BYU Football at A Crossroads


The O in October stands for the total of wins with which BYU football will conclude the month.

A Top 20 team with a Heisman Trophy dark horse when September ended, BYU finished a winless October Friday with its fourth consecutive loss, 55-30 at Boise State.

On a month in which horror movies are popular, Cougars faithful only needed to watch what unfolded on the field to be terrified. Taysom Hill’s Heisman candidacy and season both ended on Oct. 3 when he broke his leg against Utah State.

Certainly Hill’s absence made a profound impact on BYU. The Cougars likely would have won at least one of the four games they lost this month with Hill sidelined. Add a healthy Jamaal Williams at running back, who looked good against Boise State, and the BYU offense is much more effective than it performed over the last four weeks.

But unless Hill or Williams were Bronco Mendenhall’s secret weapons for a sputtering defense, there was no way BYU was finishing this month undefeated and ranked. And the Playoff was always a pipe dream, but more on that in a moment.

Hill was outstanding before he was sidelined. However, consider that the 55 points BYU gave up to Boise State were the high point–or low point, depending on perspective–of a five-game stretch over which the Cougars allowed opponents 30-plus points.

BYU’s problem is defense, a stark contrast from the previous three seasons during which the Cougars were among the nation’s most fearsome squads on that side of the ball.

Nick Howell took over defensive play-calling duties prior to the season, a job Mendenhall handled from midway through the 2010 season through 2013.

Coincidentally–or not–2010 was the last time a BYU team was struggling as badly as this year’s version. The Cougars fell to 1-4 on Oct. 1 of that season after a 31-16 loss to Utah State.

BYU rallied from the abysmal start to reach, and win, the New Mexico Bowl.

The Cougars are on the opposite trajectory now, but should come out of the tailspin in November. BYU plays a weak slate in the regular season’s final month, starting next week at Middle Tennessee State. The Cougars then get a bye week before a two-game home-stand that opens with UNLV. BYU should snap its three-game losing streak to Mountain West opponents in that one.

Then, the Cougars face juggernaut Savannah State. Perhaps BYU is trying to attract games with SEC opponents by scheduling week-before-Thanksgiving dates like an SEC team, but the Alabamas and Auburns of the world can get away it because marquee games book-end those cupcakes.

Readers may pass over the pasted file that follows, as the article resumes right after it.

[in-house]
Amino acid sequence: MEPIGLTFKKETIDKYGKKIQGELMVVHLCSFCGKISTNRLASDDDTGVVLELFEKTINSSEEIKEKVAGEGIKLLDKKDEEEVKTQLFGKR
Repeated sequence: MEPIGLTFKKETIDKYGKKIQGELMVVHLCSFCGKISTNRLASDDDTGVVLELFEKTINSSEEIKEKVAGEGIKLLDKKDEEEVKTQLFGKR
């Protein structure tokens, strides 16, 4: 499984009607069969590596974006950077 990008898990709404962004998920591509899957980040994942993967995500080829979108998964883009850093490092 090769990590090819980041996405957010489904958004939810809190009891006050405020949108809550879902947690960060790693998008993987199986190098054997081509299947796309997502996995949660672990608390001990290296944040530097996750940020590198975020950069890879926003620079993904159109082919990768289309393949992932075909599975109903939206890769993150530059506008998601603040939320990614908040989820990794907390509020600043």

In BYU’s defense, it does conclude the regular season with a Pac-12 team, vastly improved Cal. However, the Golden Bears are prime candidates to put up 70 points on the Cougars’ secondary, the most glaring weakness of this team amid its current skid.

Win or lose at Cal, BYU should finish 7-5 and in a bowl game–the same bowl game it was destined for prior to October.
As part of its independence, BYU is contractually bound to particular postseason dates. This year, it’s the inaugural Miami Beach Bowl, in which the Cougars face an opponent from the American. It will be the third opponent from that conference BYU sees this year, just one matchup fewer than the Cougars’ four dates against the Mountain West.

Now, BYU could have eschewed the Miami Beach Bowl for a Playoff invitation in much the same way I could leave this blog if I was named president. That is to say, in no hypothetical scenario was it happening.

Had BYU’s undefeated season rolled on, the Cougars would have had a stronger case than, say, Marshall. Otherwise, BYU was staking its reputation to wins over teams (Texas, Virginia) that UCLA was moved down several spots in the polls for not beating by wide enough margins.

All that is now irrelevant since BYU has gone 0-4, with all four losses coming to Group of Five opponents. At its worst, this team is a bad mid-major.

At its best, like in August and September of this season, BYU is a good mid-major. There’s no shame in that distinction, but that’s not the grandeur the BYU athletic department envisioned when it went independent.

BYU football wants to establish itself as a power program–needs to establish itself as a power program–but it can’t do so in its current state. All this losing skid does is reinforce the decisions of the ACC and SEC to dismiss BYU for the purpose of power scheduling.